After Brain Injury, Oxygen Monitoring Is Vital, Study Shows
Low oxygen supply to the brain increases the risk of major disability or death after severe traumatic brain injury, new research shows.
The results of this study, led by Dr. Mauro Oddo, of the University of Pennsylvania Medical Center in Philadelphia, support a revision to guidelines calling for brain oxygenation monitoring during intensive care for patients suffering from severe head injury.
Researchers looked at how brain hypoxia (low oxygen supply) affected clinical outcomes in 103 patients with TBI. Most of the patients had bleeding within the brain after severe, blunt head trauma. In addition to sensors placed for routine monitoring of pressure within the skull and brain blood flow, all patients underwent monitoring of brain oxygenation.
Patients were considered to have brain hypoxia if their oxygen supply fell below a certain critical level. Of the patients included in this study, 43 percent had poor outcomes which resulted in death, survival with severe disability or survival in a vegetative state.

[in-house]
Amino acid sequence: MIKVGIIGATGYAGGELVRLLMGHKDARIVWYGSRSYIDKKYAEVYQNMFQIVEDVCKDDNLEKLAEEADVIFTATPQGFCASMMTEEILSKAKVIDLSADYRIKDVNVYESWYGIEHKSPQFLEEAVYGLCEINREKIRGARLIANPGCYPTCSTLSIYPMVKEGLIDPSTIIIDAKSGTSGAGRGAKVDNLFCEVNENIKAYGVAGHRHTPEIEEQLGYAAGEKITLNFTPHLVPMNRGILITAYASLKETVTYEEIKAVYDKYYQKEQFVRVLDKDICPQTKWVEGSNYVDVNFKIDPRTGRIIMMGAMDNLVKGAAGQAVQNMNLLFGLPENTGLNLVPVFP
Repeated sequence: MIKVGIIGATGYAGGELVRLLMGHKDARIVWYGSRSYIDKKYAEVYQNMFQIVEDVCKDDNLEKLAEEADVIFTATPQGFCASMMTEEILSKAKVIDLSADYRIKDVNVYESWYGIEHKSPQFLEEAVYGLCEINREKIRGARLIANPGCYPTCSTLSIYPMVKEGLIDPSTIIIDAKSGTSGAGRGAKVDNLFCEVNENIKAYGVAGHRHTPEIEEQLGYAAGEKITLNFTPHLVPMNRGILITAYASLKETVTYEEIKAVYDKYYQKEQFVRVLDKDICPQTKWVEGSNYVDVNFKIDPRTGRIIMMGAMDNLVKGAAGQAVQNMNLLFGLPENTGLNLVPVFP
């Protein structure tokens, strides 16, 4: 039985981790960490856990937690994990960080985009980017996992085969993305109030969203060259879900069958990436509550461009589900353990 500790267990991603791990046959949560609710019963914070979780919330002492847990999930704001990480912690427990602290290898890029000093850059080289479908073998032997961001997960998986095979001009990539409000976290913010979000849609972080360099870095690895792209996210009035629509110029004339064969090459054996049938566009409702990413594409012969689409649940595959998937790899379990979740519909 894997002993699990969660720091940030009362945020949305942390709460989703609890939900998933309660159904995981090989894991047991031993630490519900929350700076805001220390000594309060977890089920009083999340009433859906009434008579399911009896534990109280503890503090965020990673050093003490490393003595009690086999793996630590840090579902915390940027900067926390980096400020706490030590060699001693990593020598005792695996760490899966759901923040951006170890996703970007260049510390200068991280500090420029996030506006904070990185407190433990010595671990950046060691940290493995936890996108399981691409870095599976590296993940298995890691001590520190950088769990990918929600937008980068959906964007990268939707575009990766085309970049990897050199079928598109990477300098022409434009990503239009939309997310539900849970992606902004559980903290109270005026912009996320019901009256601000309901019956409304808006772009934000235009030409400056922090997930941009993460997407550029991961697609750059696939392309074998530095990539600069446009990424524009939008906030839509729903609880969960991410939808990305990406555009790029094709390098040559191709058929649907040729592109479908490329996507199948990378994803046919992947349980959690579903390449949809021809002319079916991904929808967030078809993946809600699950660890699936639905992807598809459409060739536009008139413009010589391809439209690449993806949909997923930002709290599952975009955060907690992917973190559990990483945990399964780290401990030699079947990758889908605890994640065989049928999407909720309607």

The greater the decrease in brain oxygenation, the greater the risk of poor outcomes. The average duration of time with brain hypoxia was 8.3 hours for patients with poor outcomes after TBI, compared to 1.7 hours for those with good outcomes, which included survival with no or moderate disability.
High intracranial pressure is typically seen as a bad prognostic sign for patients with TBI. Among the patients in the study with high intracranial pressure, only 46 percent of those with brain hypoxia had good outcomes, compared to 81 percent of those without brain hypoxia.
Brain oxygenation was also a stronger outcome predictor than cerebral perfusion pressure. Some patients had good brain oxygenation, despite reduced brain blood flow, while maintaining the recommended levels of cerebral perfusion pressure was sometimes insufficient to avoid low brain oxygenation.
After adjusting for these and other risk factors, brain oxygenation was a significant predictor of patient outcomes. For each extra hour with brain hypoxia, the risk of poor outcomes increased by 11 percent.
The study’s findings support the recent changes that add brain oxygen monitoring after severe TBI, as part of an integrated monitoring strategy. However, the study’s authors say more research is needed to determine if treatment adjustments in response to brain oxygenation monitoring result in any positive change in patient outcomes.
For more on traumatic brain injury, see the library of articles by Daytona Beach car accident attorney.